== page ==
Germans prefer to work from home than to be stuck in traffic jams: in many cities, cars are driven significantly less. And that has consequences.
The expected return to automotive normality after the relaxation of the corona measures has not materialized for the time being. In many German metropolises, traffic counts show a significant decline in car use. This development has far-reaching implications for urban transport and could pave the way for more sustainable mobility.
Data shows decline in car use
The “spiegel.de” website analyzed data from Berlin, among other things, where more than 200 traffic counting stations are active. These figures paint a clear picture: around 14 percent fewer cars were on the road in the first half of 2023 than in the same period in 2019.
2019 is the last year before the start of the corona pandemic – and therefore also the last year before far-reaching cuts in many areas of our lives. It is therefore often used as a comparison period.
The decline reflects changing mobility behavior, which is being influenced by increasing work from home and the use of digital means of communication. The economic downturn could add to this.
Home office as the new normal
Experts from the Berlin Social Science Center (WZB) expect that working from home will become the “new normal” in the long term. Statements from around 1,500 respondents in Germany support this assumption. Work is becoming more flexible for employees, while companies save money (e.g. by eliminating office space). There will probably not be a return to 100% face-to-face work.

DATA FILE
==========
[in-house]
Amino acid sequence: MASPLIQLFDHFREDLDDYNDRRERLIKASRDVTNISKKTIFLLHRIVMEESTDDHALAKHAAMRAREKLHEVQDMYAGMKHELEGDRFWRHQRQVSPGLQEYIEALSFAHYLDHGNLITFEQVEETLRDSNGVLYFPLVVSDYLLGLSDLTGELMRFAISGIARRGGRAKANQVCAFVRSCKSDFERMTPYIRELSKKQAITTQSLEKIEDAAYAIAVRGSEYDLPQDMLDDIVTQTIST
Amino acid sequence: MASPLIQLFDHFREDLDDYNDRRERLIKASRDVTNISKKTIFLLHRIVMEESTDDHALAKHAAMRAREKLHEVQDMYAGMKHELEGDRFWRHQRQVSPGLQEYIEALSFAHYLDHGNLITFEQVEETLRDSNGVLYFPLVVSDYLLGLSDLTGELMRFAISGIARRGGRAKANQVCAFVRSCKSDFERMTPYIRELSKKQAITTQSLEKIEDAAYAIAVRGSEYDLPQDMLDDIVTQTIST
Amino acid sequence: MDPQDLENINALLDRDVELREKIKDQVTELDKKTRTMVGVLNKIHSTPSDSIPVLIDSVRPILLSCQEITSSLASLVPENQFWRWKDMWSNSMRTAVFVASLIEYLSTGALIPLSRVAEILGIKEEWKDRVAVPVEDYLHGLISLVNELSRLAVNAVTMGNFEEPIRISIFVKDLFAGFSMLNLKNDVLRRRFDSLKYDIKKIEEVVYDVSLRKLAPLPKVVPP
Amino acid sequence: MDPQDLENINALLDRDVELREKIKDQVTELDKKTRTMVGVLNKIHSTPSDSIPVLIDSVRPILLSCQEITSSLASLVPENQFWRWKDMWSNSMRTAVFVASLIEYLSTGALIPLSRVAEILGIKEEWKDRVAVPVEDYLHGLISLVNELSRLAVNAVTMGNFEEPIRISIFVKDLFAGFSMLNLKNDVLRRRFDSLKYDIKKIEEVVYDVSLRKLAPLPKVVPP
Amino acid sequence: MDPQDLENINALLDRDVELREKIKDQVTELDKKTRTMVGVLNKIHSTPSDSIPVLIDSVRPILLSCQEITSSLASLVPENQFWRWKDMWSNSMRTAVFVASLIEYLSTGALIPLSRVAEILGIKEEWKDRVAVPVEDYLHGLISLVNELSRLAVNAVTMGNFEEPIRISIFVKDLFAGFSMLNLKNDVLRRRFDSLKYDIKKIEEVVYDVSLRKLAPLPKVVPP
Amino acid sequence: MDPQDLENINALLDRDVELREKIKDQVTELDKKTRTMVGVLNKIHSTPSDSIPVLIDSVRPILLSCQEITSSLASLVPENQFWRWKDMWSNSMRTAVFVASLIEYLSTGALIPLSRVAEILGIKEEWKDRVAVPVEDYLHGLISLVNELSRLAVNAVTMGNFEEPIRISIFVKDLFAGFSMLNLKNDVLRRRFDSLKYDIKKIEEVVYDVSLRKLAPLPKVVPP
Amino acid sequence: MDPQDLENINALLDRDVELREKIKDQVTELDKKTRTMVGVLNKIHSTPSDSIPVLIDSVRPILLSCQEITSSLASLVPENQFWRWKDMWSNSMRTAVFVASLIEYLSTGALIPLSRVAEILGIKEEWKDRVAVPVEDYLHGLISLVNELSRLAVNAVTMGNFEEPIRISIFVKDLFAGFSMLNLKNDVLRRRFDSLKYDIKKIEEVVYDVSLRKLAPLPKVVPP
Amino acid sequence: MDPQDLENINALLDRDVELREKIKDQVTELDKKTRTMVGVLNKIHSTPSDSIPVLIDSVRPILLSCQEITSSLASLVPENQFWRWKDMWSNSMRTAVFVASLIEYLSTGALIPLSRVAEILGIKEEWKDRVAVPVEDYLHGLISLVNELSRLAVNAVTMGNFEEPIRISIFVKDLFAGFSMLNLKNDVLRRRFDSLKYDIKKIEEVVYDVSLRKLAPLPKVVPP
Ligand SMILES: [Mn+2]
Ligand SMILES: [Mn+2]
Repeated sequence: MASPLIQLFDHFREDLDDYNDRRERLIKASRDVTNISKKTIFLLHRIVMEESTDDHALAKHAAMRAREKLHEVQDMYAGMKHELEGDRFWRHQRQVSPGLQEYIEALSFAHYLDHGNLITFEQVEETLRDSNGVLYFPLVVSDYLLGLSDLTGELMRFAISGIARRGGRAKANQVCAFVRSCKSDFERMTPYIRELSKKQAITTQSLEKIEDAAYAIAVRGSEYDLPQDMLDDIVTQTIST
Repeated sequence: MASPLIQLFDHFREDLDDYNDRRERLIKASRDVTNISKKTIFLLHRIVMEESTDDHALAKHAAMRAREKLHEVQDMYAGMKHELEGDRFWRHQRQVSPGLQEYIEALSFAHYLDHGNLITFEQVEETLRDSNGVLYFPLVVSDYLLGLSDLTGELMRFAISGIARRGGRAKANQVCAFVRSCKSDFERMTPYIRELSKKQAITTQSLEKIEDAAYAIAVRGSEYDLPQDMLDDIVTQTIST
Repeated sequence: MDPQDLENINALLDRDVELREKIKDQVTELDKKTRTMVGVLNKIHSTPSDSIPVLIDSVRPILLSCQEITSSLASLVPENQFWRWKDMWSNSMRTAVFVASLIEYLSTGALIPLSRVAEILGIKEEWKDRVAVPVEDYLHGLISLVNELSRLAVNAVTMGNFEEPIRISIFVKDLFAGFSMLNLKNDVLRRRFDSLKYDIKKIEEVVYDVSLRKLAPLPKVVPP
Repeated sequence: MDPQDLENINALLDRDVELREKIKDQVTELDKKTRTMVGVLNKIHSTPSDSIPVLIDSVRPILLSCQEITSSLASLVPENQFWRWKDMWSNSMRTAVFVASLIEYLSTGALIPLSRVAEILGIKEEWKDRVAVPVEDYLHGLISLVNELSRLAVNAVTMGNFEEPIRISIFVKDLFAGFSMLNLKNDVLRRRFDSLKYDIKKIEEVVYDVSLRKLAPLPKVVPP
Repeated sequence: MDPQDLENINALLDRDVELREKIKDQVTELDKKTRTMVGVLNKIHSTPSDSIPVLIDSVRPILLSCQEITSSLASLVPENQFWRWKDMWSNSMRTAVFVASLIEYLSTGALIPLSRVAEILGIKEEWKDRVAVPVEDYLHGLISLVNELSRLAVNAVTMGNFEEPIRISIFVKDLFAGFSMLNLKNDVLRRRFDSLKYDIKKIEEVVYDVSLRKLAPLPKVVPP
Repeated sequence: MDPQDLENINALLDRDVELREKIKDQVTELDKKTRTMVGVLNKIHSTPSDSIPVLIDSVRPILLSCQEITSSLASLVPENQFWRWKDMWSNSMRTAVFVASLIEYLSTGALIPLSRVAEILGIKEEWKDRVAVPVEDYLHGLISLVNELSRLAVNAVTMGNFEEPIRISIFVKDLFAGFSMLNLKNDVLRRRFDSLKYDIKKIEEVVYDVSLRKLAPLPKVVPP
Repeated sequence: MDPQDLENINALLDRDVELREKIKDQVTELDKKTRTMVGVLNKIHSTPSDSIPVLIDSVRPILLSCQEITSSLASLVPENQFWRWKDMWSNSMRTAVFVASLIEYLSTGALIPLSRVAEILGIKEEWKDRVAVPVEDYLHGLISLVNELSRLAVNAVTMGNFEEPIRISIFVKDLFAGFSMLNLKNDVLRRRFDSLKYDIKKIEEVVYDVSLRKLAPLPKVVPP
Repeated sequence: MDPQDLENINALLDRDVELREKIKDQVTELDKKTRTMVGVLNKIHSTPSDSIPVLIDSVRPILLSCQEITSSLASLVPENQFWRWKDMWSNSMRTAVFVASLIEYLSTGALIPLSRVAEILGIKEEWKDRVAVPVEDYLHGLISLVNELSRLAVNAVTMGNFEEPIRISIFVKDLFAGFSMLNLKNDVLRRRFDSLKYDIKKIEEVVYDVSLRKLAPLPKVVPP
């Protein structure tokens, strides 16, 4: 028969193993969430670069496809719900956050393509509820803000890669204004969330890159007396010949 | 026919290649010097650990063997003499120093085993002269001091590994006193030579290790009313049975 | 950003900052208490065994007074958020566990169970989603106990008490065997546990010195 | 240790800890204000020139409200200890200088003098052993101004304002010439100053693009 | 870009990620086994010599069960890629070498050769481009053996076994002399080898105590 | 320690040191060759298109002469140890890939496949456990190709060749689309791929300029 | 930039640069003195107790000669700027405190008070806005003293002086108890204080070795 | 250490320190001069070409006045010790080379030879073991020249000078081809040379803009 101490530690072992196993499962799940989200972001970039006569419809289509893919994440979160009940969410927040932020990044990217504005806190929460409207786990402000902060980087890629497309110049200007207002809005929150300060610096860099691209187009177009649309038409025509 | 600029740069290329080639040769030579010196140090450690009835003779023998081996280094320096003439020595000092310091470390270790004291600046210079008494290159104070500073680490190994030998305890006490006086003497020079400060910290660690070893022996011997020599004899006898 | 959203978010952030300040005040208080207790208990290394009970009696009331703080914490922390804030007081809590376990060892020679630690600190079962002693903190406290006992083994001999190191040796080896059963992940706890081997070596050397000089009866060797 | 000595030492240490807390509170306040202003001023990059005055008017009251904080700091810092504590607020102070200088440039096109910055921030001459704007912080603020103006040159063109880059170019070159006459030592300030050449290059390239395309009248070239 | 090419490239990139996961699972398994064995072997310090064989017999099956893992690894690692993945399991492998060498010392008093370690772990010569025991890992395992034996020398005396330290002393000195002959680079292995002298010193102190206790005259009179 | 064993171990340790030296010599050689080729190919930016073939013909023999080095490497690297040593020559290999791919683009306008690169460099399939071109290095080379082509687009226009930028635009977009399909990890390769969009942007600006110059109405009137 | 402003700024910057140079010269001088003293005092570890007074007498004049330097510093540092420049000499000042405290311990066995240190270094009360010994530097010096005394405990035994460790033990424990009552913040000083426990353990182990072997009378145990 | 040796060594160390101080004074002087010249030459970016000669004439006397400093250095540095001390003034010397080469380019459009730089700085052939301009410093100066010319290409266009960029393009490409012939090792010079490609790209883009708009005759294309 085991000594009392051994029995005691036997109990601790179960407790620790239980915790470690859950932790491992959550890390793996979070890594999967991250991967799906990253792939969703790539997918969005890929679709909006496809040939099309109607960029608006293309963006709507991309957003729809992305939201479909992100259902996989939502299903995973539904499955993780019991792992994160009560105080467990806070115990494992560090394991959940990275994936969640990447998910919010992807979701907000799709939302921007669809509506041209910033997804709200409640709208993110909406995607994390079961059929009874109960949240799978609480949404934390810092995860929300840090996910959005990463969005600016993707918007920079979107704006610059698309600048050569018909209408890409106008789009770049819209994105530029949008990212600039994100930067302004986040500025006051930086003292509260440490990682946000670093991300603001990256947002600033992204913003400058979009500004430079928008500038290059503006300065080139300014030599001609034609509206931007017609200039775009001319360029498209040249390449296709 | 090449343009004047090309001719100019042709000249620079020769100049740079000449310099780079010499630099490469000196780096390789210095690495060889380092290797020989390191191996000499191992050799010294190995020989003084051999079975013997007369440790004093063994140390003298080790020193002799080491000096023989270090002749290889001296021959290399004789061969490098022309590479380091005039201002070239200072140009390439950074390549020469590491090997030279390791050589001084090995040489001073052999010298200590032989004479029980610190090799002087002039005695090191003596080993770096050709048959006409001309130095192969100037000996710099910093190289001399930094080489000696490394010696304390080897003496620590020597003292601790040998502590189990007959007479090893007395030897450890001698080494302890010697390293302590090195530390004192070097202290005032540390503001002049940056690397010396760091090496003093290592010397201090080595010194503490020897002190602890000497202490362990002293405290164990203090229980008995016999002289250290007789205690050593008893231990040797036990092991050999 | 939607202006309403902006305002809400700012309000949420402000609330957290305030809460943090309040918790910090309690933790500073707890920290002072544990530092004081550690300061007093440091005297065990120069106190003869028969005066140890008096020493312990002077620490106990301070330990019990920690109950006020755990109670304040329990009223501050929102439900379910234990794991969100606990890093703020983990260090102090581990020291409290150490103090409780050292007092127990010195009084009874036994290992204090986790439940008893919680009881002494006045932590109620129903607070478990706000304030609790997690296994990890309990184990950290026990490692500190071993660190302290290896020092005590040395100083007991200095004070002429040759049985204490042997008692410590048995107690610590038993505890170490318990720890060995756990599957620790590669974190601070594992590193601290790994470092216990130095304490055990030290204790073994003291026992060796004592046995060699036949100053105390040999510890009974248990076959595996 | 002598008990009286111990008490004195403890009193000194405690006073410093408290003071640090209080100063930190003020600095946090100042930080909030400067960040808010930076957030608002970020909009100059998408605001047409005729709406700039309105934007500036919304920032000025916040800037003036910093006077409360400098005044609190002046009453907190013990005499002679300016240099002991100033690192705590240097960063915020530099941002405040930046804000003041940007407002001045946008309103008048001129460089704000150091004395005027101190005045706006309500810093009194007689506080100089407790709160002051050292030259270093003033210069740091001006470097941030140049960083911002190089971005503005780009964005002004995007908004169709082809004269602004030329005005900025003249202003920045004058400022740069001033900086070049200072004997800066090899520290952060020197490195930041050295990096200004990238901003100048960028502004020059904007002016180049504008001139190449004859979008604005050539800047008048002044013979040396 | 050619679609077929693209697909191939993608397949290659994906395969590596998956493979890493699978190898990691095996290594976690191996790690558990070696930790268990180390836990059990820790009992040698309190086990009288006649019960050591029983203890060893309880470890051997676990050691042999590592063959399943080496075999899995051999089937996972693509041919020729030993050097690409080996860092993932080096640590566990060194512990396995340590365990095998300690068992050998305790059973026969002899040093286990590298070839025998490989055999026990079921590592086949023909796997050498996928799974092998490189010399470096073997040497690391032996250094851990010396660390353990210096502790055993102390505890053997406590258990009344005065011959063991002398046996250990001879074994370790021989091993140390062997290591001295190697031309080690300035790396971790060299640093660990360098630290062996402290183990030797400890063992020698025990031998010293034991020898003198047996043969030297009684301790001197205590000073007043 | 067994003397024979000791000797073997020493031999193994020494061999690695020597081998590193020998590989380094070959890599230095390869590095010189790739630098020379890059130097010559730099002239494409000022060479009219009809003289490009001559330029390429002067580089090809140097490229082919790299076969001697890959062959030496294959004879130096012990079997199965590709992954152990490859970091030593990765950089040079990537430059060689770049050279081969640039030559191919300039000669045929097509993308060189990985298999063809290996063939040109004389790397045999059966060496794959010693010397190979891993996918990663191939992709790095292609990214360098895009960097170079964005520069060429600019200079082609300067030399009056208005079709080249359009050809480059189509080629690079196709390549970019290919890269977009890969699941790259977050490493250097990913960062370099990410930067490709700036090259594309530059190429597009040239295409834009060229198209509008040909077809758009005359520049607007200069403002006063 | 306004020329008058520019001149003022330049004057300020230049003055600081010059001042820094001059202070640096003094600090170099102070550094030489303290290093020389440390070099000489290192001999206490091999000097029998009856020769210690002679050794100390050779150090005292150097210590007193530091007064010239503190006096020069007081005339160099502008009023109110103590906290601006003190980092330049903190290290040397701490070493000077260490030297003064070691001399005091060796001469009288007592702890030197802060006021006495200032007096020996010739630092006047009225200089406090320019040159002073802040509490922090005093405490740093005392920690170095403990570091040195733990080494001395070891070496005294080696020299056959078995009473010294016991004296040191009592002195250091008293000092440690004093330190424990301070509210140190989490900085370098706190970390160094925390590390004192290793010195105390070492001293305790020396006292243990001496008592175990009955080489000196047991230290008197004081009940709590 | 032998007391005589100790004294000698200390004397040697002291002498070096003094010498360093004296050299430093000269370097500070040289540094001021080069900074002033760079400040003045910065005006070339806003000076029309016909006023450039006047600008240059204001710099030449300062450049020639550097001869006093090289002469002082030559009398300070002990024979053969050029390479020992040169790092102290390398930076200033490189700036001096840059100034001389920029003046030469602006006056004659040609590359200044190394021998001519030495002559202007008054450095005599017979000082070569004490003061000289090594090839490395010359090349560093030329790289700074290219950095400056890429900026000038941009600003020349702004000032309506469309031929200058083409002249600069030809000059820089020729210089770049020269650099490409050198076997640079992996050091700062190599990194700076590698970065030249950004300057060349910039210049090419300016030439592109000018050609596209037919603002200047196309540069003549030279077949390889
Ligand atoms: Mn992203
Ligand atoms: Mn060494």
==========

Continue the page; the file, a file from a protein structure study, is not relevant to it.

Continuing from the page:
Fewer cars on the streets, more space for others
A further decline in car traffic is expected, especially in large metropolitan areas such as Dresden, Hamburg and Munich – and this is seen as a positive development. As many residents have long since switched to cycling and public transport, the development gives governments the opportunity to redesign streets more quickly to meet the needs of pedestrians and cyclists.
The cities mentioned are examples of new thinking in transport policy. They plan to reduce car traffic in order to achieve environmental and climate goals. By 2035, Munich wants to convert 80 percent of its traffic to zero-emission vehicles, public transport, walking and cycling. Dresden and Hamburg also have similar plans to significantly reduce the proportion of car traffic. Berlin’s new CDU government, on the other hand, wants to do more for car traffic.